- Anti-VEGF injections
- Macular laser surgery
- Corticosteroid implants (steroid pellets implanted in the eye to reduce inflammation)
Glaucoma - Prescription eye drops (including beta-blockers, prostaglandins, and others)
- Carbonic anhydrase inhibitors (oral drugs commonly used to treat glaucoma)
- Laser therapy
- Drainage tubes
- Glaucoma surgery
Cataracts - Prescription eyeglasses
- Cataract surgery (used to replace the lens of the eye with an artificial one)

Complications and Risk Factors Associated With Diabetic Eye Diseases

The main concerns about diabetic eye diseases are vision loss and possible blindness. In fact, diabetic retinopathy is the leading cause of vision loss in adults ages 20 to 74 worldwide.

Of the 285 million people living with diabetes around the world today, around one-third have signs of diabetic retinopathy. Of these, a further one-third have vision-threatening eye complications.

In the United States, as many as 40% of people with type 2 diabetes and 80% of those with type 1 diabetes experience some degree of diabetic neuropathy.

Another possible complication of diabetic retinopathy is a detached retina. This can occur spontaneously as scarring or new blood vessel growth displaces the retina from underlying tissues. A detached retina requires immediate medical care to avoid severe vision loss or blindness.

Risk factors for diabetic retinopathy and other diabetic eye diseases include:

  • Having diabetes for a long time
  • Poor blood sugar control
  • High blood pressure
  • High cholesterol
  • Smoking cigarettes
  • Being Black, Latinx, or Native American
  • Pregnancy

Are There Tests to Diagnose Diabetic Eye Disease?

If you have diabetes, your healthcare provider will want to regularly check your eyes for any abnormal changes whether you have symptoms or not.

If there are signs of diabetic retinopathy, you will be advised to undergo certain tests and procedures. This may involve a specialist known as an ophthalmologist who specializes in diseases of the eye.

A comprehensive eye exam may involve some or all of the following:

When to See a Healthcare Provider

Any changes to your vision warrant a visit to your healthcare provider if you have diabetes. With that said, you should seek immediate medical attention if you experience any of the signs and symptoms of a detached retina, including:

  • Sudden, severe changes in vision
  • A sudden increase in floaters
  • Sudden flashes of light
  • Sudden darkening as if a curtain has been pulled over your eyes
  • Seeing a persistent shadow at the side of your vision

A detached retina is considered a medical emergency. If not treated immediately, the detachment can progress, increasing the risk of permanent vision loss and blindness.


Blurred vision is a common symptom in people with diabetes, particularly those with poorly controlled blood sugar. Persistently high blood glucose can cause progressive damage to structures of the eyes, leading to diabetic retinopathy, diabetic macular edema, glaucoma, or cataracts.

The primary treatment of diabetic eye disease is improved blood sugar control with medications and changes in lifestyle. Additional treatment may be needed to repair damage or prevent further injury to the retina, macula, optic nerve, or lens of the eye.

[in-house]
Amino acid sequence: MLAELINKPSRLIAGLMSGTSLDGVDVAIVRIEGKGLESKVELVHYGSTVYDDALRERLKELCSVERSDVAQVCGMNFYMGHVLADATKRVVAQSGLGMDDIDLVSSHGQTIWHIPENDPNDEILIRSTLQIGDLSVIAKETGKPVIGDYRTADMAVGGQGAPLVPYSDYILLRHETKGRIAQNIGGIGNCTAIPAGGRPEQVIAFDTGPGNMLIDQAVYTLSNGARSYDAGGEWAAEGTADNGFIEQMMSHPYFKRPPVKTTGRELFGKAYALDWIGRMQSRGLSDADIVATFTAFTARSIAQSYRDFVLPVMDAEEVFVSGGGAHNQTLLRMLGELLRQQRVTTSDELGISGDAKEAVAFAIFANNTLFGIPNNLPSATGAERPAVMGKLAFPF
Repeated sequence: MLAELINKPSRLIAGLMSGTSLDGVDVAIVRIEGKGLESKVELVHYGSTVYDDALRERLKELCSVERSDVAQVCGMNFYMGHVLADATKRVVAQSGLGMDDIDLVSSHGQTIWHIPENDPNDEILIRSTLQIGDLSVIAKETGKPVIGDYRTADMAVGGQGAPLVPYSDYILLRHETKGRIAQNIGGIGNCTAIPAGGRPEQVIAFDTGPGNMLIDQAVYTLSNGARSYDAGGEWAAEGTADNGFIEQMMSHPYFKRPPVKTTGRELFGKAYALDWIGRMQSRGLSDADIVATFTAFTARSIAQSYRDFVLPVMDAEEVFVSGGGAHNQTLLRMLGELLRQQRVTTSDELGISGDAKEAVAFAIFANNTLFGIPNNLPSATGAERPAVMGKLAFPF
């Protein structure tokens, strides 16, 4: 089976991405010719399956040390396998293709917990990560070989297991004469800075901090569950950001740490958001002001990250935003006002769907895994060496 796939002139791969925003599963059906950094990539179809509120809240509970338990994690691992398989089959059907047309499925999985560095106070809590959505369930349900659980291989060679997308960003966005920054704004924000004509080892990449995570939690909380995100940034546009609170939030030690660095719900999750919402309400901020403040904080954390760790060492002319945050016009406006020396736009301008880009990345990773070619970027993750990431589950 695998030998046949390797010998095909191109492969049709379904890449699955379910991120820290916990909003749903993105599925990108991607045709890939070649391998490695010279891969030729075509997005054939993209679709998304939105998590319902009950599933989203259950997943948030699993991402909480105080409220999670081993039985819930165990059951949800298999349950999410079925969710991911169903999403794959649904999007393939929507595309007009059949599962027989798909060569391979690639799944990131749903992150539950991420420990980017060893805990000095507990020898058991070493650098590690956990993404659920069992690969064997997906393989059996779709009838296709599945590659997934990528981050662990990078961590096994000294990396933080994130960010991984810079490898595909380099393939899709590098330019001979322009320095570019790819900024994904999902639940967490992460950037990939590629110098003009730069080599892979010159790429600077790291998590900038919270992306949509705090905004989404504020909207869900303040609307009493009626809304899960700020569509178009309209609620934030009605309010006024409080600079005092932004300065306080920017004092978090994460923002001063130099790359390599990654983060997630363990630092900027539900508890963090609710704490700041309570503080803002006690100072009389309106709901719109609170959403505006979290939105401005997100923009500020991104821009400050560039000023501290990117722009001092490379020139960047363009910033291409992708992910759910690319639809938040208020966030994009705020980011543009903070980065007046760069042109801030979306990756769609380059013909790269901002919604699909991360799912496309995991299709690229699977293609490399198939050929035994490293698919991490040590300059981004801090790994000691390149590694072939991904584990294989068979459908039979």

A Word From Verywell

If you are being treated for diabetes, it is in your best interest to have regular eye exams to check for any changes in the structure or function of your eyes.

The National Institute of Diabetes and Digestive and Kidney Diseases (NIDDK) recommends a yearly eye exam for people with type 1 diabetes starting within five years of their diagnosis. People with type 2 diabetes should get a yearly eye exam as soon as they are diagnosed.

By spotting a problem early, your healthcare provider can prescribe treatments that may help preserve your long-term vision.

Frequently Asked Questions

  • What if I already have vision loss from diabetes?

    People who have experienced vision loss due to diabetic eye disease may benefit from care in a low vision rehabilitation clinic. Special training and devices (like anti-glare screens and lighted magnifying lenses) can help make the most of your remaining vision so that you can continue to be active and independent.

  • What can I do to prevent vision loss from diabetes?

    You can reduce the risk of diabetic retinopathy and other diabetic eye diseases by managing your diabetes ABCS, namely:

    • A1c test: Keeping your A1c goal below 7%
    • Blood pressure: Keeping your blood pressure below 140/90 mm Hg
    • Cholesterol: Keeping your "good" HDL cholesterol and "bad" LDL cholesterol within the optimal range
    • Smoking cessation: To prevent further narrowing of blood vessels
  • Can you prevent blindness from diabetic retinopathy?

    It largely depends on how soon the condition is diagnosed. If treated early, the risk of blindness from diabetic retinopathy can be reduced by as much as 95%. This not only involves maintaining better control over your blood sugar levels but also your blood pressure.

10 Sources
Verywell Health uses only high-quality sources, including peer-reviewed studies, to support the facts within our articles. Read our editorial process to learn more about how we fact-check and keep our content accurate, reliable, and trustworthy.
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  2. National Eye Institute. Diabetic retinopathy.

  3. American Diabetes Association. Diabetic retinopathy and diabetic macular edema.

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  5. American Academy of Ophthalmology. What is glaucoma? Symptoms, causes, diagnosis, treatment.

  6. American Optometric Association. Cataract.

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  8. Nentwich MM, Ulbig MW. Diabetic retinopathy - ocular complications of diabetes mellitus. World J Diabetes. 2015;6(3):489-99. doi:10.4239/wjd.v6.i3.489

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By Yvelette Stines
Yvelette Stines, MS, MEd, is an author, writer, and communications specialist specializing in health and wellness.